March 15, 2009

Time for Democratic Change in Kurdistan - By Delovan Barwari

For many years Iraqi Kurds have claimed to be the beacon of democracy in the Middle East, especially in Iraq. Perhaps, to a certain degree Kurdistan Regional Government (KRG) holds some of the democratic values. As Colonel Dick Nab (head of Coalition Provisional Authority in Iraqi-Kurdistan in 2003) stated, “It is not quite a democracy, but rather near democracy”. Therefore, to rightfully continue claiming the title of being democratic, there is great need for democratic advancement and reforms.  The upcoming election scheduled for May of 2009 is the greatest opportunity for the ruling parties within KRG (Kurdistan Democratic Party and Patriotic Union of Kurdistan) to begin a new chapter in the history of Kurdish movement by deeply connecting with its people through upholding the fundamental principles of democracy.

As the United States toppled the Iraqi dictator Saddam Hussein, Iraq has been transitioning from a dictatorship with a single party system, into a newly developing multi-party democratic system one. It is not a true democracy yet; however, the recent elections held on January 30th with over 14000 candidates, including over 4000 female candidates, and dozens of freely political parties participating. It is a valid premise to argue that Iraq has surpassed KRG when it comes to democratic elections.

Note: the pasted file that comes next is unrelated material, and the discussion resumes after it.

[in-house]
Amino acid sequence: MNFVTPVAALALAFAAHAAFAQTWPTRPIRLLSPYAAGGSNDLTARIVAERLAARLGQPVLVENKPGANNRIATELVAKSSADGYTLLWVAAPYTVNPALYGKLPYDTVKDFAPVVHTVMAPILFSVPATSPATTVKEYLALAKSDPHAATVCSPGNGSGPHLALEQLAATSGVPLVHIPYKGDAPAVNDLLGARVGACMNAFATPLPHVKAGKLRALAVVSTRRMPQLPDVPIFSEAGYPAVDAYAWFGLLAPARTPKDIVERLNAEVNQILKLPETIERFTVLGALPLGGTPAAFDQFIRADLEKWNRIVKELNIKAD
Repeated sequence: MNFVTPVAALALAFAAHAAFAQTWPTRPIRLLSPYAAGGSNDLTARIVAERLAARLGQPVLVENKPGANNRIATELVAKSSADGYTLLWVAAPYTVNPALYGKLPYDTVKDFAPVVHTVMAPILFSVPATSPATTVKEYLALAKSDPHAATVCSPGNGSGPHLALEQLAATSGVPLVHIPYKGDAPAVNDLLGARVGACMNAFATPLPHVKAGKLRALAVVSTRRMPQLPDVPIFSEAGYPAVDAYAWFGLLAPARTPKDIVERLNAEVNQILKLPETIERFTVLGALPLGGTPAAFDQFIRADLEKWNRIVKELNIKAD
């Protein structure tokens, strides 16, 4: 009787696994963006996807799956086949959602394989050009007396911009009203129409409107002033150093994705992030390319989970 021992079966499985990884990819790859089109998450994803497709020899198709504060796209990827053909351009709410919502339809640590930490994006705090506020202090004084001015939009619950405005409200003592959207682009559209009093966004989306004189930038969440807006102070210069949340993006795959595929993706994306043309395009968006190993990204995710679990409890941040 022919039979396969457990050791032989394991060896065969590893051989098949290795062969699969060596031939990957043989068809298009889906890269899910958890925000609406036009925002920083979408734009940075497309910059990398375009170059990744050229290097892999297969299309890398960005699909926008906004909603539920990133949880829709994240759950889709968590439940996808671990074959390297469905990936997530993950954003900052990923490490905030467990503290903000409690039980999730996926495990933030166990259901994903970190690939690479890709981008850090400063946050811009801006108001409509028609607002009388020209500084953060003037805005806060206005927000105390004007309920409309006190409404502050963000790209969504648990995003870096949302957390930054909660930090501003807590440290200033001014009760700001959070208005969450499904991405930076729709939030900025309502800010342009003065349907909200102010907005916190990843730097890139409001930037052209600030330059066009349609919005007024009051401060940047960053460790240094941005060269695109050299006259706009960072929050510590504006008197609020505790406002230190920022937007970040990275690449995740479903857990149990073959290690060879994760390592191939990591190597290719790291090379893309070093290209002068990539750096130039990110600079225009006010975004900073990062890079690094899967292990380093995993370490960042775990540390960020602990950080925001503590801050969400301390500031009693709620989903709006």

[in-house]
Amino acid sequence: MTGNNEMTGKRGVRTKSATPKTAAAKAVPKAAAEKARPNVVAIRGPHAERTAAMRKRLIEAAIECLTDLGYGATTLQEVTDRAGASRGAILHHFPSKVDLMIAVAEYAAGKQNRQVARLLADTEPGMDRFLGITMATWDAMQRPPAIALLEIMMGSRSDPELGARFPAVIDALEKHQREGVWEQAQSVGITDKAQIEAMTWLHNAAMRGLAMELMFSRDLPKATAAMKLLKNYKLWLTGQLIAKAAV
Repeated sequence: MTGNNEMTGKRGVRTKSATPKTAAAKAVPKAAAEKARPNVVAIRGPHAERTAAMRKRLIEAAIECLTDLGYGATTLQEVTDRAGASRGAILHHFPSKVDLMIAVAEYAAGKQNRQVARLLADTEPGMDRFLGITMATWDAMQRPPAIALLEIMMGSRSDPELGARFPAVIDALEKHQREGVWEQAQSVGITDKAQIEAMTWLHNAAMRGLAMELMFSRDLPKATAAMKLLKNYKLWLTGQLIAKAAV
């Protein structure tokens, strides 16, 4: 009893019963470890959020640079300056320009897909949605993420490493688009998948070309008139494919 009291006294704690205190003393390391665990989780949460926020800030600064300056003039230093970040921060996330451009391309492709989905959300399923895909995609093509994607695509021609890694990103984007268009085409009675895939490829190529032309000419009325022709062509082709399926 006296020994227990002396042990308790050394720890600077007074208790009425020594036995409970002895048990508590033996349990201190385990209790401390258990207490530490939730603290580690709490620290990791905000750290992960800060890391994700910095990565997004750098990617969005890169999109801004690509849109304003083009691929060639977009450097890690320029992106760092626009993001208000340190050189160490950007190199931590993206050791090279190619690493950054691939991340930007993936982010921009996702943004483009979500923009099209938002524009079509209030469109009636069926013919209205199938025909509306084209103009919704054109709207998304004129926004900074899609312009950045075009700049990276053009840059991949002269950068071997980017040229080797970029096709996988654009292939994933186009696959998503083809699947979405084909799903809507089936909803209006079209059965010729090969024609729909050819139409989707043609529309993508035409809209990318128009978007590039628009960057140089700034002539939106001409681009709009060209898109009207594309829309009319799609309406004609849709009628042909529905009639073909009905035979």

Democracy has a set of principles attached. In order to claim to be democratic, KRG is obligated to uphold certain principles. Most importantly the power of the government must be rooted within its people.  In order to prevail, KRG must be a government in which power and civic responsibility are freely practiced by all citizens, directly or through their freely elected representatives. It must understand that their fundamental purpose is to protect basic human rights, such as freedom of speech, press, assembly and religion; it must be a government of tolerance to diverse opinions and views, and the right to equal protection under the law. It must allow its citizens to freely exercise political, social, and cultural life.

On the one hand, KRG advocates some of the principles of democracy, such as respecting the social, cultural, and religious rights of its citizens, and having an inclusive parliament representing various ethnic and religious groups (Assyrians, Arabs, and Turkmans) residing in Iraqi-Kurdistan. Additionally, in comparison to the majority of the Middle Eastern governments, KRG is highly tolerant to women’s rights; it promotes the rights of women in politics, education, and the work force. On the other hand, there are a number of deficiencies that requires democratic reform.  For example, according to various reports released by news outlets and feedback from various people visiting Kurdistan, it is evident that the ruling parties have violated several basic human rights exercised in western democracies, such as detainment of journalists for reporting on corruption, imposing censorship on writers’ content, disallowing demonstrations, and controlling student organizations.